Andy Roe made the decision just minutes after taking over the brigade’s response to the devastating fire which killed 72 people and left many more homeless in June 2017.
The public inquiry set up to investigate the fire found the “stay put” policy contributed to the death toll, while also pointing a finger at the flammable cladding around the tower block.
The former soldier became a firefighter in 2002 and became deputy commissioner for operations last month.
His appointment by Sadiq Khan, the mayor of London, comes after his predecessor stepped down some months early, amid criticism of LFB’s response to the Grenfell blaze.
Dany Cotton, the capital’s first female fire chief, had been due to retire in April 2020 after 32 years of service.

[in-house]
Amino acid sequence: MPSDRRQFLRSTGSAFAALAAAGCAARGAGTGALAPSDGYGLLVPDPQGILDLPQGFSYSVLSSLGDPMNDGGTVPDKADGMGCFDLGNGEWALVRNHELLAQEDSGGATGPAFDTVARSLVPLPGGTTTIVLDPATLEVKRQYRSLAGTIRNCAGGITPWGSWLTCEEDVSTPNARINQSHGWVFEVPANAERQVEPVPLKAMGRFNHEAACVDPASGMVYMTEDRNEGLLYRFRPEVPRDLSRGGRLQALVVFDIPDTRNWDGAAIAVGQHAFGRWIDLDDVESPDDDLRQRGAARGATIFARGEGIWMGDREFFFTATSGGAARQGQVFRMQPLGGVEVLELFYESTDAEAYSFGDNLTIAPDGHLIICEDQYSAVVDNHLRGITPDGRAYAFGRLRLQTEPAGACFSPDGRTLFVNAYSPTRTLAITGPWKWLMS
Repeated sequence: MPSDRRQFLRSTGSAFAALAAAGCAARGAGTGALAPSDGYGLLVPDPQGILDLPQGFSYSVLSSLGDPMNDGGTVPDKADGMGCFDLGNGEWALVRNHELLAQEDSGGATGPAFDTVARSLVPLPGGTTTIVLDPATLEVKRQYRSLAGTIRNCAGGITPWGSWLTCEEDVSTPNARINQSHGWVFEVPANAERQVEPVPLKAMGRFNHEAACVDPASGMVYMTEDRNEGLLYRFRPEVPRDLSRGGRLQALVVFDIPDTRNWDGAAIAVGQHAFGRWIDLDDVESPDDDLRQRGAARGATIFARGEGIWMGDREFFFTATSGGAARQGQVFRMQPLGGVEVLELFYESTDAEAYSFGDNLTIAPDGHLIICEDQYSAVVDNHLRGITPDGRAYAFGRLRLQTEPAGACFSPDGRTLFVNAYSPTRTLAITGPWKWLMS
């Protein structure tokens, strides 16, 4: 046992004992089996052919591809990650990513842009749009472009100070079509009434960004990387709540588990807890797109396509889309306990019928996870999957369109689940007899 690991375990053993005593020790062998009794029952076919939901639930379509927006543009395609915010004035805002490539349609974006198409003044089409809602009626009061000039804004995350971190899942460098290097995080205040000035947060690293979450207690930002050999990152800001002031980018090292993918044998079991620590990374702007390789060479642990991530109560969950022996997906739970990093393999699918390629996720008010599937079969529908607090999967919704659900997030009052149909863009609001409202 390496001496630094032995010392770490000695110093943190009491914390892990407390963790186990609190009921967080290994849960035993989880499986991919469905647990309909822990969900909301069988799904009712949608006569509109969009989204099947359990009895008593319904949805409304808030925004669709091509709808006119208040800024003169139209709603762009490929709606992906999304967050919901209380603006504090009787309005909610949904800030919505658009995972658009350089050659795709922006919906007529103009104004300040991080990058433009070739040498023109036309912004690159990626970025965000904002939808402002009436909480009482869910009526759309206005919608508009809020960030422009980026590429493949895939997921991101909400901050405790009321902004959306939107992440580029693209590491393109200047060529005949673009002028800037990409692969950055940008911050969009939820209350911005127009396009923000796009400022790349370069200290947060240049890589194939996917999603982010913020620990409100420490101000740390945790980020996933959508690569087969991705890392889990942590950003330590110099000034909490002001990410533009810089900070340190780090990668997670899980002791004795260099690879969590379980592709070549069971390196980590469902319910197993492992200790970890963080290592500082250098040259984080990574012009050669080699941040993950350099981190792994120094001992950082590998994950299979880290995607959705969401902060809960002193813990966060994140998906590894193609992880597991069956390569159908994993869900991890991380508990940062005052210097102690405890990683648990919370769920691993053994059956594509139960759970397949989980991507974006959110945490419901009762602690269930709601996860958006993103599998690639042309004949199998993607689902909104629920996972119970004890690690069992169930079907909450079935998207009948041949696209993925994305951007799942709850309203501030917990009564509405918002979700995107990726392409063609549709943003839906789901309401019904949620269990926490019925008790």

Mr Roe said: ”We have some real challenges ahead, but I’ll be working tirelessly with the brigade, the mayor and London’s communities to ensure we deliver on the recommendations of the Grenfell Tower Inquiry report.
“I’m looking forward to leading the brigade through a period of transformation and delivering a workforce that truly reflects the diverse city we serve.”
Mr Khan added: “The Grenfell Tower Inquiry report made it clear there were institutional failures that meant, while firefighters performed with great courage and bravery, the overall response to the disaster was not good enough, and there are significant lessons for LFB.”
The LFB said that following consultation with City Hall, it had been agreed that Ms Cotton, 50, would bring forward her retirement to the end of this year “to enable a timely handover” to the next commissioner.
She had previously resisted multiple calls for her to resign and welcomed the report’s recommendations, saying they would be “carefully and fully” considered by senior officers.
Additional reporting by Press Association